I have a mixed flock of chickens (no rooster) and ducks (muscovies, one drake currently; I've also had some juvenile --read horny--pekin and swedish drakes) and I've never seen any of the drakes go after the chickens. Even when the horny juveniles were gang raping every duck hen they could pin down, they never went after a chicken. (Much to the pleasure of the duck hens, I dispatched the rapists.)
I have however seen roosters rape young DRAKE ducks. It resulted in a Buddy the Goose beat down however and only ever happened once!
Lots of question here about raising ducks, switching from chickens to ducks, etc.
Thought you guys might enjoy the youtube series I am doing on bringing up 50 new Metzer White Layers, Integrating them into my flock, setting up paddock shift, selling our eggs and phasing out our chickens. Here is a direct link to the play list, below are all the episodes and adjuncts so far.
First let me say I think the best way to brood any bird is NOT TO. Let mom do the work. This is why I love my geese, once a year they make a nest, pull down and sit on eggs. Anything trying to harm the eggs or the goslings once hatched is beaten senseless by a gaggle of giant birds. During this time they will even attack me, doesn't work out well for them but you got to admire the spirit.
Yet what do you do when you need to expand your duck flock NOW and none of your girls are in the mood to brood. Well folks you got to do the brooding yourself. It isn't that big a deal but if you have ever dealt with brooding ducks you know they turn the brooder into a wet, sticky, gross and ever loving mess. Even when you make waters that let them get their heads into the water but not climb in it they still manage to splash it everywhere.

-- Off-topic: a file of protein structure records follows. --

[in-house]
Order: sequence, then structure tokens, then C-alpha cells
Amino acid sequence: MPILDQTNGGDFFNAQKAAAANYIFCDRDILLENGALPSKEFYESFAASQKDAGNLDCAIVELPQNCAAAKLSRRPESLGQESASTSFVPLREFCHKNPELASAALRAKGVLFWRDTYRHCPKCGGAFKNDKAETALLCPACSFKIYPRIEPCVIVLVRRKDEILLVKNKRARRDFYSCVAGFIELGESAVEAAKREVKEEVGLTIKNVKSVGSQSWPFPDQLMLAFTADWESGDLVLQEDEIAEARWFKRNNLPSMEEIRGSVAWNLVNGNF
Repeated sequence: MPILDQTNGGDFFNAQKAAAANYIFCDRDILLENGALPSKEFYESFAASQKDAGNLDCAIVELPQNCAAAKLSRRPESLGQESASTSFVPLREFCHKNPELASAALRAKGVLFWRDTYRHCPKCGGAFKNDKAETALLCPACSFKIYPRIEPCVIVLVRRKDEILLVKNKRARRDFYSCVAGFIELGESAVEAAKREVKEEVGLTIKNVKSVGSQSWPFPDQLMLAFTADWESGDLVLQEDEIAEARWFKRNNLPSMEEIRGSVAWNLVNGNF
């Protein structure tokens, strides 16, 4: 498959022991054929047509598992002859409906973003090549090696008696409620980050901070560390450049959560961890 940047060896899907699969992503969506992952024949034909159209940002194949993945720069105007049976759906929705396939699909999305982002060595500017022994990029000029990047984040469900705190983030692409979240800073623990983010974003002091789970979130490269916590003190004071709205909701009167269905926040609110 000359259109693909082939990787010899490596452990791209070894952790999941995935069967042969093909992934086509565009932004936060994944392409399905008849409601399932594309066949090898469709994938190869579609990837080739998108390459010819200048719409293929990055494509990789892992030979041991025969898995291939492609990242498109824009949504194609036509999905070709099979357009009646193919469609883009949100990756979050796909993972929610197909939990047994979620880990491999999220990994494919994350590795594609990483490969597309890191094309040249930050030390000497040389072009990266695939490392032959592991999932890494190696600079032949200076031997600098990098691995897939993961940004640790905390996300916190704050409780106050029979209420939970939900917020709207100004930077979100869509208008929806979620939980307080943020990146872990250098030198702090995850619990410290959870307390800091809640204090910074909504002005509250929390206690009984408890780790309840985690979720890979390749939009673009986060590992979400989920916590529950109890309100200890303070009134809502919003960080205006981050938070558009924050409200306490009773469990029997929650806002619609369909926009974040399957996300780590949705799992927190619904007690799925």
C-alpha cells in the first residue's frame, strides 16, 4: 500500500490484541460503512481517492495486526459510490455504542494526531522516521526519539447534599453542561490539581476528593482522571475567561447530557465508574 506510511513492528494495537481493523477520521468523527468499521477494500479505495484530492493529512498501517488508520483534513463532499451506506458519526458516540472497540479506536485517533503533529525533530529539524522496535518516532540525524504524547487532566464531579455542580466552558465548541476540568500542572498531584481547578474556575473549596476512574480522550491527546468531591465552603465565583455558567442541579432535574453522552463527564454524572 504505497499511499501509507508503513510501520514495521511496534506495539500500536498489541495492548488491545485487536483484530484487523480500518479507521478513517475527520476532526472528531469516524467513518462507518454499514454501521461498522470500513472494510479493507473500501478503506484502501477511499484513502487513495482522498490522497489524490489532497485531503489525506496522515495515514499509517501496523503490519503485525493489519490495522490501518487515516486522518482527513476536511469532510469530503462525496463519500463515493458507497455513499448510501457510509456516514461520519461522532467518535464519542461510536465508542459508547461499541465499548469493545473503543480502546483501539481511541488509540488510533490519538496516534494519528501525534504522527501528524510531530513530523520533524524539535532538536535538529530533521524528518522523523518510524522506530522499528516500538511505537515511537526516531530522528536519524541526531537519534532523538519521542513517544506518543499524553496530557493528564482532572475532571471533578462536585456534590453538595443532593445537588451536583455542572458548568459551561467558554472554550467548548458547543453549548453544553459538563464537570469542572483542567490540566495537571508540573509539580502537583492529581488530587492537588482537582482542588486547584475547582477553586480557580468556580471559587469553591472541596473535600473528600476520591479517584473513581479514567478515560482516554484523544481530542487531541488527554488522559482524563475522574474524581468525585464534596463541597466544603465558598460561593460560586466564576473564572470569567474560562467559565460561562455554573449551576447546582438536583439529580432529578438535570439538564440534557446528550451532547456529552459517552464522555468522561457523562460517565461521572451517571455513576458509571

This turns the brooders bedding into a paste like wet sopping mess. Worst yet it can lead to disease and even death due to young birds getting simply too cold. Last year we lost several young ducks and in the end it seemed they simply died from being wet while still in the fuzzy stage and unable to find a clean, dry spot.
We change the bedding daily but if this happens over night you end up with wet, sick and often dead ducklings. Our solution last year was simply to remove the water in the evening and give it back in the morning. It worked but they still made a daily mess and I just don't feel good about babies going that long without water.
While I made this specifically for ducks and to deal with their water issues. It would also work well for feeders and waterers for other birds like chickens. Keep things both dry and clean. It will easily keep bedding out of the food and water as well.
The best part is WHEN not if but WHEN your babies manage to fully drain a waterer by tipping it over or just simply off level, all the water goes into a nice resivor vs. trashing your brooder and making it stink to high heaven.